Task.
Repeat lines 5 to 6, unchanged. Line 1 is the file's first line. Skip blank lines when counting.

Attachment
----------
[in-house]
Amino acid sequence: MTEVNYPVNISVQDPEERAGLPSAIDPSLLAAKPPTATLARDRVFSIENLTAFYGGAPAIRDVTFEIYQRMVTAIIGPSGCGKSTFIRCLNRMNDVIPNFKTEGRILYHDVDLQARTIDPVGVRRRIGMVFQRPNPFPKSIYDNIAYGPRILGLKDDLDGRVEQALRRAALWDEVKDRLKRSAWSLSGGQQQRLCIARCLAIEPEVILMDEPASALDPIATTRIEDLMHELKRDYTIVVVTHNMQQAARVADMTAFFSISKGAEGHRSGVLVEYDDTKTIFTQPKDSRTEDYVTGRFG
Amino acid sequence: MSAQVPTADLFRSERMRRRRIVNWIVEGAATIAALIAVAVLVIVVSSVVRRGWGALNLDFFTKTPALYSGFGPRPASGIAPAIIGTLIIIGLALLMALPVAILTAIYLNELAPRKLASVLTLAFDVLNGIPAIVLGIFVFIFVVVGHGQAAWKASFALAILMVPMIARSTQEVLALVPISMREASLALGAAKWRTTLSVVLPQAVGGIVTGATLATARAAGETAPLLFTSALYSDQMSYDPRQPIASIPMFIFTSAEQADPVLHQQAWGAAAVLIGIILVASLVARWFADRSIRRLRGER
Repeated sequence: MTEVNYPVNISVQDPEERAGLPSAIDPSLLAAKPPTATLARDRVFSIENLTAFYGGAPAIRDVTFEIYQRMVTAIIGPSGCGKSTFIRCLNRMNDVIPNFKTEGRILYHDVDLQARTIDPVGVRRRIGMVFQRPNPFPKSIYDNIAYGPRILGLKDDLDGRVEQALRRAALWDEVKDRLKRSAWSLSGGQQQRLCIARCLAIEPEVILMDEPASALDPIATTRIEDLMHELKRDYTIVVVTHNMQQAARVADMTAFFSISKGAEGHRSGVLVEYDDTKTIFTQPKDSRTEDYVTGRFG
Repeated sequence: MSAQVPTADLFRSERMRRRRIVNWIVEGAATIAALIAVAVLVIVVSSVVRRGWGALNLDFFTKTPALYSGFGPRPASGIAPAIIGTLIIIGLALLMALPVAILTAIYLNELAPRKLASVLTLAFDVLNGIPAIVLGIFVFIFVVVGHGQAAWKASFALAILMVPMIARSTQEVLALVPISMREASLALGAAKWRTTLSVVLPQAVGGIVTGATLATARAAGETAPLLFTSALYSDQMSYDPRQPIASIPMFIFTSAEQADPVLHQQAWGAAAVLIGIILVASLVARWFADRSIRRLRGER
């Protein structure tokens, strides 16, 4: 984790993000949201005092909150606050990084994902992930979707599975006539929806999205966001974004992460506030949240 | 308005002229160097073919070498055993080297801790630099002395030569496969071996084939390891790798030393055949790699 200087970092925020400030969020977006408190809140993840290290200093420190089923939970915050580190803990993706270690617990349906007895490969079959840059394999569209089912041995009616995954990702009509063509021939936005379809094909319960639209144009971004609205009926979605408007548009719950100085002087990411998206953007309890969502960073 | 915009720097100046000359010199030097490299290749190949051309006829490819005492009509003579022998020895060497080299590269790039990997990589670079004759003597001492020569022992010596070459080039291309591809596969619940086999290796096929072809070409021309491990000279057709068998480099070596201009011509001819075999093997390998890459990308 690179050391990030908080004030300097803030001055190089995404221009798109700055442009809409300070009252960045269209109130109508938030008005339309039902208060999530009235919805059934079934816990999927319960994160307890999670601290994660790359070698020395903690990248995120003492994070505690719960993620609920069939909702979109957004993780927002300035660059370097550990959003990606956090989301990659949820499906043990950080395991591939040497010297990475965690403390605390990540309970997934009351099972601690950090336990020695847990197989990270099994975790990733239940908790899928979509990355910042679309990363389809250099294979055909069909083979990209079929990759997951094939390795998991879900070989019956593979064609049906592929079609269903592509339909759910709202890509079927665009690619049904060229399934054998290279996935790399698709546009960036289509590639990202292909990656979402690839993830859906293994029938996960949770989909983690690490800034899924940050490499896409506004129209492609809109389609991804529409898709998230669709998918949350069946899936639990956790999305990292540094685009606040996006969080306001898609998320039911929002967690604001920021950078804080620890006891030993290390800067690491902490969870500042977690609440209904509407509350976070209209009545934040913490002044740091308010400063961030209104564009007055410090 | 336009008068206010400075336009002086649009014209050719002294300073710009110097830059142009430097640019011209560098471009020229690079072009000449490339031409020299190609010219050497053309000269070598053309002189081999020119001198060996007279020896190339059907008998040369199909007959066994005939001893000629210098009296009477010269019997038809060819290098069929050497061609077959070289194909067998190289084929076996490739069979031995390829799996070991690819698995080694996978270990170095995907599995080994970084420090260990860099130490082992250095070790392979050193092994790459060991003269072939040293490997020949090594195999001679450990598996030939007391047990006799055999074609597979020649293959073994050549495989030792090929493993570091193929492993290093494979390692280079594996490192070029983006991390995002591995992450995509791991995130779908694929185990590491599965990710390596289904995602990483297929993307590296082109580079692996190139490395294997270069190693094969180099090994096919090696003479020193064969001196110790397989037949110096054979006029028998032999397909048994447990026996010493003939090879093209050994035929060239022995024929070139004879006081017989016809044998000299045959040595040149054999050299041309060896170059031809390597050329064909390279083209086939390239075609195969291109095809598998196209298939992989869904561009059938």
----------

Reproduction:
Repeated sequence: MSAQVPTADLFRSERMRRRRIVNWIVEGAATIAALIAVAVLVIVVSSVVRRGWGALNLDFFTKTPALYSGFGPRPASGIAPAIIGTLIIIGLALLMALPVAILTAIYLNELAPRKLASVLTLAFDVLNGIPAIVLGIFVFIFVVVGHGQAAWKASFALAILMVPMIARSTQEVLALVPISMREASLALGAAKWRTTLSVVLPQAVGGIVTGATLATARAAGETAPLLFTSALYSDQMSYDPRQPIASIPMFIFTSAEQADPVLHQQAWGAAAVLIGIILVASLVARWFADRSIRRLRGER
């Protein structure tokens, strides 16, 4: 984790993000949201005092909150606050990084994902992930979707599975006539929806999205966001974004992460506030949240 | 308005002229160097073919070498055993080297801790630099002395030569496969071996084939390891790798030393055949790699 200087970092925020400030969020977006408190809140993840290290200093420190089923939970915050580190803990993706270690617990349906007895490969079959840059394999569209089912041995009616995954990702009509063509021939936005379809094909319960639209144009971004609205009926979605408007548009719950100085002087990411998206953007309890969502960073 | 915009720097100046000359010199030097490299290749190949051309006829490819005492009509003579022998020895060497080299590269790039990997990589670079004759003597001492020569022992010596070459080039291309591809596969619940086999290796096929072809070409021309491990000279057709068998480099070596201009011509001819075999093997390998890459990308 690179050391990030908080004030300097803030001055190089995404221009798109700055442009809409300070009252960045269209109130109508938030008005339309039902208060999530009235919805059934079934816990999927319960994160307890999670601290994660790359070698020395903690990248995120003492994070505690719960993620609920069939909702979109957004993780927002300035660059370097550990959003990606956090989301990659949820499906043990950080395991591939040497010297990475965690403390605390990540309970997934009351099972601690950090336990020695847990197989990270099994975790990733239940908790899928979509990355910042679309990363389809250099294979055909069909083979990209079929990759997951094939390795998991879900070989019956593979064609049906592929079609269903592509339909759910709202890509079927665009690619049904060229399934054998290279996935790399698709546009960036289509590639990202292909990656979402690839993830859906293994029938996960949770989909983690690490800034899924940050490499896409506004129209492609809109389609991804529409898709998230669709998918949350069946899936639990956790999305990292540094685009606040996006969080306001898609998320039911929002967690604001920021950078804080620890006891030993290390800067690491902490969870500042977690609440209904509407509350976070209209009545934040913490002044740091308010400063961030209104564009007055410090 | 336009008068206010400075336009002086649009014209050719002294300073710009110097830059142009430097640019011209560098471009020229690079072009000449490339031409020299190609010219050497053309000269070598053309002189081999020119001198060996007279020896190339059907008998040369199909007959066994005939001893000629210098009296009477010269019997038809060819290098069929050497061609077959070289194909067998190289084929076996490739069979031995390829799996070991690819698995080694996978270990170095995907599995080994970084420090260990860099130490082992250095070790392979050193092994790459060991003269072939040293490997020949090594195999001679450990598996030939007391047990006799055999074609597979020649293959073994050549495989030792090929493993570091193929492993290093494979390692280079594996490192070029983006991390995002591995992450995509791991995130779908694929185990590491599965990710390596289904995602990483297929993307590296082109580079692996190139490395294997270069190693094969180099090994096919090696003479020193064969001196110790397989037949110096054979006029028998032999397909048994447990026996010493003939090879093209050994035929060239022995024929070139004879006081017989016809044998000299045959040595040149054999050299041309060896170059031809390597050329064909390279083209086939390239075609195969291109095809598998196209298939992989869904561009059938």